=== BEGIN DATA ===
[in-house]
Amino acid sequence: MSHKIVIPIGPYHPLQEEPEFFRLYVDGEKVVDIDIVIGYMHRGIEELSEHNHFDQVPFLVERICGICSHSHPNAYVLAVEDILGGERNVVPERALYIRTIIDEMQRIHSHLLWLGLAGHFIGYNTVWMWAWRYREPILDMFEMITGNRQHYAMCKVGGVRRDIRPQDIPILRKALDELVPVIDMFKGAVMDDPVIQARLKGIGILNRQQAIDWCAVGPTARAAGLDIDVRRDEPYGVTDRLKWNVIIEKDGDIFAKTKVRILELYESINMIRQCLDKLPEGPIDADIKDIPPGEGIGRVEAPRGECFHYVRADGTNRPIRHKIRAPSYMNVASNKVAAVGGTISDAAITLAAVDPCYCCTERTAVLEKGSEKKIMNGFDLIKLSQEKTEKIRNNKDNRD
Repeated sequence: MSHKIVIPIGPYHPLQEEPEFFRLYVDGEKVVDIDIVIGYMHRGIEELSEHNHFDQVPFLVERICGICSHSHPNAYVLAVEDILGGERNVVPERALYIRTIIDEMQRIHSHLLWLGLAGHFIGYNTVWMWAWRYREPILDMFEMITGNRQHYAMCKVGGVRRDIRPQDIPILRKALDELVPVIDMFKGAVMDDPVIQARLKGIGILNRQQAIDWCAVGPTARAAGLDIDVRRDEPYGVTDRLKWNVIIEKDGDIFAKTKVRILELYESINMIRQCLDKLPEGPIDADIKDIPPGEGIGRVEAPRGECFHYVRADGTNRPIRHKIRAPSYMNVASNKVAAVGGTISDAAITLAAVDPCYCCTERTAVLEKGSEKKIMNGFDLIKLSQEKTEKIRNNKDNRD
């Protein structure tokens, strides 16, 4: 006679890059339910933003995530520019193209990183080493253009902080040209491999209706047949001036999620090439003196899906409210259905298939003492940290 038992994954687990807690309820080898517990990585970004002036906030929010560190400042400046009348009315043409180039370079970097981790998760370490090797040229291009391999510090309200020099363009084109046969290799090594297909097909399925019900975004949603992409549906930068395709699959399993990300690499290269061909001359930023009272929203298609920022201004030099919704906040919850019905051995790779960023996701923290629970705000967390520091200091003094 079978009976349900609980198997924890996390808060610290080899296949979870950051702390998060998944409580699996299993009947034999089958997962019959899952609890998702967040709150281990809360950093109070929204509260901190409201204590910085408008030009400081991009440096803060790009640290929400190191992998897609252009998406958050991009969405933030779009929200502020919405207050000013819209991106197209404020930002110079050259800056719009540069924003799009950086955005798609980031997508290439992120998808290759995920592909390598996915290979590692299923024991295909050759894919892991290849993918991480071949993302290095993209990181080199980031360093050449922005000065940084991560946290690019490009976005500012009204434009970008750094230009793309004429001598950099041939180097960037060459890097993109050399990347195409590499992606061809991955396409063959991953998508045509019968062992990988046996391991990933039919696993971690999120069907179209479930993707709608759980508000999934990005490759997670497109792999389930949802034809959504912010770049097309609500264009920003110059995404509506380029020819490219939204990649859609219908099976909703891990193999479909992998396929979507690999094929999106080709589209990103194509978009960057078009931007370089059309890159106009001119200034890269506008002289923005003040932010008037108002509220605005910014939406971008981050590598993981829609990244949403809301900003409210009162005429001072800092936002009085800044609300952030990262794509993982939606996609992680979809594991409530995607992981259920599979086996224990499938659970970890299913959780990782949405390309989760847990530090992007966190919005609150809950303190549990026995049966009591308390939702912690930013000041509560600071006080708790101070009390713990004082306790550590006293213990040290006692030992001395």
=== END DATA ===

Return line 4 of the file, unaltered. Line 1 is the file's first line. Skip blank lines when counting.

């Protein structure tokens, strides 16, 4: 006679890059339910933003995530520019193209990183080493253009902080040209491999209706047949001036999620090439003196899906409210259905298939003492940290 038992994954687990807690309820080898517990990585970004002036906030929010560190400042400046009348009315043409180039370079970097981790998760370490090797040229291009391999510090309200020099363009084109046969290799090594297909097909399925019900975004949603992409549906930068395709699959399993990300690499290269061909001359930023009272929203298609920022201004030099919704906040919850019905051995790779960023996701923290629970705000967390520091200091003094 079978009976349900609980198997924890996390808060610290080899296949979870950051702390998060998944409580699996299993009947034999089958997962019959899952609890998702967040709150281990809360950093109070929204509260901190409201204590910085408008030009400081991009440096803060790009640290929400190191992998897609252009998406958050991009969405933030779009929200502020919405207050000013819209991106197209404020930002110079050259800056719009540069924003799009950086955005798609980031997508290439992120998808290759995920592909390598996915290979590692299923024991295909050759894919892991290849993918991480071949993302290095993209990181080199980031360093050449922005000065940084991560946290690019490009976005500012009204434009970008750094230009793309004429001598950099041939180097960037060459890097993109050399990347195409590499992606061809991955396409063959991953998508045509019968062992990988046996391991990933039919696993971690999120069907179209479930993707709608759980508000999934990005490759997670497109792999389930949802034809959504912010770049097309609500264009920003110059995404509506380029020819490219939204990649859609219908099976909703891990193999479909992998396929979507690999094929999106080709589209990103194509978009960057078009931007370089059309890159106009001119200034890269506008002289923005003040932010008037108002509220605005910014939406971008981050590598993981829609990244949403809301900003409210009162005429001072800092936002009085800044609300952030990262794509993982939606996609992680979809594991409530995607992981259920599979086996224990499938659970970890299913959780990782949405390309989760847990530090992007966190919005609150809950303190549990026995049966009591308390939702912690930013000041509560600071006080708790101070009390713990004082306790550590006293213990040290006692030992001395």